Date: June 15, 2016
JMA Immediate past president Brian Pengelley (left) converses with president of the Rotary Club of Kingston Effiom Whyte during the club’s weekly luncheon meeting yesterday. (Photo: Garfield Robinson)
The Jamaica Manufacturers’ Association (JMA) says it is very concerned about the auditor general’s report of questionable use of public funds by the Factories Corporation of Jamaica (FCJ), and has called for “consequences to those involved” if the findings are true.
“Should these reports prove to be correct, then we believe this represents a reckless disregard akin to gross negligence and misuse of the public coffers, and a blatant indifference to the trust placed in the FCJ,” the JMA said yesterday in a release.
The Auditor General’s Department (AGD) last week tabled a report in Parliament from a regulatory audit of the FCJ, in which several alarming breaches of government guidelines were detailed, including spending on multimillion-dollar projects which have been delayed or were not completed. The auditors have also recommended that the FCJ should recover funds paid to attorneys for services which were reportedly not delivered.
Pointing to revelations in the report, such as the $190.2 million incurred by the FCJ for the development of 200 acres of land as part of the Caymanas Economic Zone, expenditure for which the AGD said there is no evidence of benefit; as well as the failed redevelopment of the Garmex Free Zone and Commercial Complex despite the $64 million spent for tender documents and technical designs, the JMA lamented that all this is taking place at a time when “demand for the availability and provision of suitable spaces for the productive sector is not being met, particularly for our micro and small manufacturers. This has been a continued concern of the association and the over 400 members we represent”.
The association stressed that the slow rate of response by the FCJ for spaces for the productive sector is unacceptable, and said that it will continue to demand transparency and accountability in the management of public resources.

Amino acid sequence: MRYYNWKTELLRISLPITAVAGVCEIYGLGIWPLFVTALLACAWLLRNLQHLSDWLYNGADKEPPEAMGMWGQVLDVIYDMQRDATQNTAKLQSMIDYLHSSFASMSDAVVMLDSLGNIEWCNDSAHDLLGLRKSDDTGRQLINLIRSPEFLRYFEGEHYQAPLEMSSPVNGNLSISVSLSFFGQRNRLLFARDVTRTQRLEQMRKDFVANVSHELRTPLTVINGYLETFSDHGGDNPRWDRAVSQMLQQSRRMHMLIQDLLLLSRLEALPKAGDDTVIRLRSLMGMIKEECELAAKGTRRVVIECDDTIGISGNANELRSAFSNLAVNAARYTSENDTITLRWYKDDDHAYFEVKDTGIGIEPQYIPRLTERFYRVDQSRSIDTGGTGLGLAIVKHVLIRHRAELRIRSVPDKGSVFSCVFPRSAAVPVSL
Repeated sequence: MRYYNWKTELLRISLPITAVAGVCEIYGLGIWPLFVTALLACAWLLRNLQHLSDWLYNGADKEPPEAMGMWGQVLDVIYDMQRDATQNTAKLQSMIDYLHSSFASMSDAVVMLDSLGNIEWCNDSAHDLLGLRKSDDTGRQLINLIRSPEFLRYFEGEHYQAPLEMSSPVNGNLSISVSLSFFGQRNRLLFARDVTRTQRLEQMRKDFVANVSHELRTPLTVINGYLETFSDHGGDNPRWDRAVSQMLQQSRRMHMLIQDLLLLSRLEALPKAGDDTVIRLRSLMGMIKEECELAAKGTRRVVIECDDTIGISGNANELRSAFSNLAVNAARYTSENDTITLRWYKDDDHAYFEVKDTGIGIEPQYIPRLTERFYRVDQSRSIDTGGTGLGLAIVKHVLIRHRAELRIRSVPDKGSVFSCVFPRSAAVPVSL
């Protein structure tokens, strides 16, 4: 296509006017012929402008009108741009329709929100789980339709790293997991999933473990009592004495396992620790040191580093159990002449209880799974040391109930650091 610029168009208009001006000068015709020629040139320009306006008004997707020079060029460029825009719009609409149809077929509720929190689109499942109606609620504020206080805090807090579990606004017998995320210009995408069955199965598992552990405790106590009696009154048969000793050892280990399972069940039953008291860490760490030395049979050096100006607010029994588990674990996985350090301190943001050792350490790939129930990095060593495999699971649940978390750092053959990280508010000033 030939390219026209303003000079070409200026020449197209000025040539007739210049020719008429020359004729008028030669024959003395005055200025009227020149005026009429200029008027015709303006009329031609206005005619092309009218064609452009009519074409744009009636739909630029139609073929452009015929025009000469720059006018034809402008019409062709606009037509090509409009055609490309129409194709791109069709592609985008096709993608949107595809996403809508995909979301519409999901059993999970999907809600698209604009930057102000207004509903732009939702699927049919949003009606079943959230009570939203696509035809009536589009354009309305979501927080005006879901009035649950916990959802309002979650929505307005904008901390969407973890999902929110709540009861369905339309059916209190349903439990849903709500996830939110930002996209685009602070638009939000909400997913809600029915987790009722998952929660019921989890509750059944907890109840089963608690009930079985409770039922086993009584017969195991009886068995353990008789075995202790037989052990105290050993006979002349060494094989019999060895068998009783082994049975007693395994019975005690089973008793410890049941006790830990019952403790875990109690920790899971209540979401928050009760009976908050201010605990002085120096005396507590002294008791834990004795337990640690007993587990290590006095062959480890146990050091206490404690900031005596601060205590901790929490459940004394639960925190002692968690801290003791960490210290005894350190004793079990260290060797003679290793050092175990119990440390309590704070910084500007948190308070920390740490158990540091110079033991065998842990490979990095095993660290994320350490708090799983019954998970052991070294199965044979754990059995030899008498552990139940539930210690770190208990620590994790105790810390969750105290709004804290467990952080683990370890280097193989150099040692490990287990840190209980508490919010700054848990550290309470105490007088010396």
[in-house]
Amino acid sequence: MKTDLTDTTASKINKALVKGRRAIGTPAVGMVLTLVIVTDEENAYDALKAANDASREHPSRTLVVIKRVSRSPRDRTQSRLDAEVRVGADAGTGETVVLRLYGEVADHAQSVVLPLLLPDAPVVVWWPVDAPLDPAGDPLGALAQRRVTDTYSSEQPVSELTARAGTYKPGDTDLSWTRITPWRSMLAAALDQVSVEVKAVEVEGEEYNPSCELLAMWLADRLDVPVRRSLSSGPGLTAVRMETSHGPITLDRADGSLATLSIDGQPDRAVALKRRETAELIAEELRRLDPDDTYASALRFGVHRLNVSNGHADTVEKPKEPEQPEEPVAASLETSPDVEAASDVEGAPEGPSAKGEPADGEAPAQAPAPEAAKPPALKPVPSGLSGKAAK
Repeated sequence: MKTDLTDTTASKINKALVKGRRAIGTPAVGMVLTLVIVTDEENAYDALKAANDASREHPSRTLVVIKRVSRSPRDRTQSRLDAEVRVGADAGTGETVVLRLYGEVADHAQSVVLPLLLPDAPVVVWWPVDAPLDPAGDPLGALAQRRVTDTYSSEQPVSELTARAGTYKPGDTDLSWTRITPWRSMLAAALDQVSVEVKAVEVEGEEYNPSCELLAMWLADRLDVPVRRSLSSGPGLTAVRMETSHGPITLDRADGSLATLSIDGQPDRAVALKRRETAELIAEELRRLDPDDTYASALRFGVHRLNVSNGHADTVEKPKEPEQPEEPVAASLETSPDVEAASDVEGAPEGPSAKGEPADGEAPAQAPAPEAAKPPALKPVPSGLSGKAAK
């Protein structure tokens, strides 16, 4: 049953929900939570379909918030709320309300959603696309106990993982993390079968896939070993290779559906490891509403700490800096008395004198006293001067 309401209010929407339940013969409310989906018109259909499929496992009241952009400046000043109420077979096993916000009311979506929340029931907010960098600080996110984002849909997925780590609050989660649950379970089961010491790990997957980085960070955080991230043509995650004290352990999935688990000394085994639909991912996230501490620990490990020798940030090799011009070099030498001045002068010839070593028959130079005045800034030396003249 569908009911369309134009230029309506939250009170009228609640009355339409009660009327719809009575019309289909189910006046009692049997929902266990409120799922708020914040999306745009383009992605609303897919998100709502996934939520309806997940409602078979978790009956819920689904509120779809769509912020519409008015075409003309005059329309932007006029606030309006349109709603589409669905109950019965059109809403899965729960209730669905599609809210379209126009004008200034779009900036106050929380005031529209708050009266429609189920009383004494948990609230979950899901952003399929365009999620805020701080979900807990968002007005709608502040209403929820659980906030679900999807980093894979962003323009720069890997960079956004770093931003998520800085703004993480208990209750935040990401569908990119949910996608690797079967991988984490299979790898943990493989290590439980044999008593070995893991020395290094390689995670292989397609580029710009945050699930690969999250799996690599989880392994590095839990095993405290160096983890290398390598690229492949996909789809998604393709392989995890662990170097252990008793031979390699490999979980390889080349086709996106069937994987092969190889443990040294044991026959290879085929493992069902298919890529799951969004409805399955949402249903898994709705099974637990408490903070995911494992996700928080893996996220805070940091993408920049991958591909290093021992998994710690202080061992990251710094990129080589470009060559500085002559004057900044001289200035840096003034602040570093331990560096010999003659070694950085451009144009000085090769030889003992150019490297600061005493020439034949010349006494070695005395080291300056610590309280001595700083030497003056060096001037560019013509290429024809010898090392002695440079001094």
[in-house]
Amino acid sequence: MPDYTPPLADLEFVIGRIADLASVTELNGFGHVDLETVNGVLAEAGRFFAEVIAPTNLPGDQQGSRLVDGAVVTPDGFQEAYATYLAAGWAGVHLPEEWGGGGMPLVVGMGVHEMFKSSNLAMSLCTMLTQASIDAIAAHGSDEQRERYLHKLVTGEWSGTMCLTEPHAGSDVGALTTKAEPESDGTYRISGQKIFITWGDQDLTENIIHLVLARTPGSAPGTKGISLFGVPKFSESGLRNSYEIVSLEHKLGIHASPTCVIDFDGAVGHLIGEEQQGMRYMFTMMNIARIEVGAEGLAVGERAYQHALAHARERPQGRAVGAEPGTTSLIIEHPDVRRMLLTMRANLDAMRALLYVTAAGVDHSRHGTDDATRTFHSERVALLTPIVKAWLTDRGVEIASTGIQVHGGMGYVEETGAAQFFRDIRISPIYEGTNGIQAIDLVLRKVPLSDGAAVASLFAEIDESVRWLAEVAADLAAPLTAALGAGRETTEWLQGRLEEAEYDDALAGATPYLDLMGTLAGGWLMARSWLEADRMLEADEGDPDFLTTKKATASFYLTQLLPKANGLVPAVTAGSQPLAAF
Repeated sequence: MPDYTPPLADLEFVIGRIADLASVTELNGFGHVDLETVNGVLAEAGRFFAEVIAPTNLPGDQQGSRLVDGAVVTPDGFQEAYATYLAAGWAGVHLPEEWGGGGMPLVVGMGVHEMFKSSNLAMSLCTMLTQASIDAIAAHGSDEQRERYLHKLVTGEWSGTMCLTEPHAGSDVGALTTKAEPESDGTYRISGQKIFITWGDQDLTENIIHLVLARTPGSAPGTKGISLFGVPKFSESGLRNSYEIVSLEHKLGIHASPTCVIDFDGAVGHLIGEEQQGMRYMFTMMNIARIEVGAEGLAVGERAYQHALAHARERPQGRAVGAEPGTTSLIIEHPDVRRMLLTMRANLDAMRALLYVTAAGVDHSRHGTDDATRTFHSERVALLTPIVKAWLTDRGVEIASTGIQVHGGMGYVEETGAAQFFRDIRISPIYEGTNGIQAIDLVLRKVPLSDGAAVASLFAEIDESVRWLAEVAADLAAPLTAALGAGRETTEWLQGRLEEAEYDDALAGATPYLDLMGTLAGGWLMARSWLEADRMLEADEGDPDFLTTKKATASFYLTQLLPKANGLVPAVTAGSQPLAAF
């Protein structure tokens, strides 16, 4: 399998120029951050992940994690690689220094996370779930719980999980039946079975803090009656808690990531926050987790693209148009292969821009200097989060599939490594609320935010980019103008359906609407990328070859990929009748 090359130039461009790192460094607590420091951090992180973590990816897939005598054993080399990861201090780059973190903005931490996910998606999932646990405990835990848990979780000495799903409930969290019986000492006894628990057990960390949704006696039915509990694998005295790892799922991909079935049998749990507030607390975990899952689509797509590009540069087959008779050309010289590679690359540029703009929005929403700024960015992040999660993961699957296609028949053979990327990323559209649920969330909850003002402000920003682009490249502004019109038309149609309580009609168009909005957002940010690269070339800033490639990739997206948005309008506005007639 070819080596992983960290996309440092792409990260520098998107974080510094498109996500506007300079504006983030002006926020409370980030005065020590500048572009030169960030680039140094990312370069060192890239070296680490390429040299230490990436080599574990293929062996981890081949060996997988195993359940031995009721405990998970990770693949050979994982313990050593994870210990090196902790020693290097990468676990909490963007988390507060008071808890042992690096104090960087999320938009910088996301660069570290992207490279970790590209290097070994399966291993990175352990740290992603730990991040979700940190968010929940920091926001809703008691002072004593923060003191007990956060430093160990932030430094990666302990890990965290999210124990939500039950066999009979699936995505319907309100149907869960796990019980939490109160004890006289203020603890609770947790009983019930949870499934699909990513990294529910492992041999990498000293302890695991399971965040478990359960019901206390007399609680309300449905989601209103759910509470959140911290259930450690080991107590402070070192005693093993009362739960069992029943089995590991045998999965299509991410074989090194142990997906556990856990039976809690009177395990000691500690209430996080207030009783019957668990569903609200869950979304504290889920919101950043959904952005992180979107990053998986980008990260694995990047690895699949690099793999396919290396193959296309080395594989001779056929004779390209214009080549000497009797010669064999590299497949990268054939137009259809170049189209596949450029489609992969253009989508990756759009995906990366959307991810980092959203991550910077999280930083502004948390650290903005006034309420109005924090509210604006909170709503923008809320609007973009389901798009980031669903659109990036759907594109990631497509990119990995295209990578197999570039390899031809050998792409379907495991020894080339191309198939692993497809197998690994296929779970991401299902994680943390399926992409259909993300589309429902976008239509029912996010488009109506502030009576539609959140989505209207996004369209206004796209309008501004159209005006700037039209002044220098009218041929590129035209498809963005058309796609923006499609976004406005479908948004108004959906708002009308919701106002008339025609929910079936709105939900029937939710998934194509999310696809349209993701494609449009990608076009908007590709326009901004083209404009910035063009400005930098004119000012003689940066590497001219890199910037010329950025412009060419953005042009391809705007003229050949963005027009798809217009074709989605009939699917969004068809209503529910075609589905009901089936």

“Such practices must not be allowed to persist as we continue to safeguard the future of Jamaica,” the association insisted.
The audit team said it found that the FCJ’s working capital turnover (current assets minus current liabilities) ratio declined between 2010 and 2015, an indication that the corporation “did not use its working capital efficiently to generate income”.
The AGD pointed out that the decline occurred despite an increase in revenue over the review period.
The audit, which covers the financial years 2010/11 to 2014/15, also found that the FCJ paid five board members remuneration totalling $25 million for employment in key managerial positions. “We noted that prior to the decision to engage these five members, FCJ sought legal advice from the company secretary (an attorney on the board) whose opinion supported the action,” the report said.
In addition, the AGD said the FCJ engaged two consultants for $15.2 million between December 2011 and October 2015 to perform operational tasks in the human resource and accounting units. This, the report said, was “despite FCJ’s expression of concern that the units did not have the necessary competencies and skills to perform”.
“We found no evidence that the corporation did all it reasonably could to strengthen the capacity of these units,” the document stated.
Furthermore, the audit discovered that the FCJ, despite concerns about the competence of a senior officer who was engaged on contract, still extended the person’s contract three times, whilst engaging a consultant to perform duties that this senior officer should have carried out.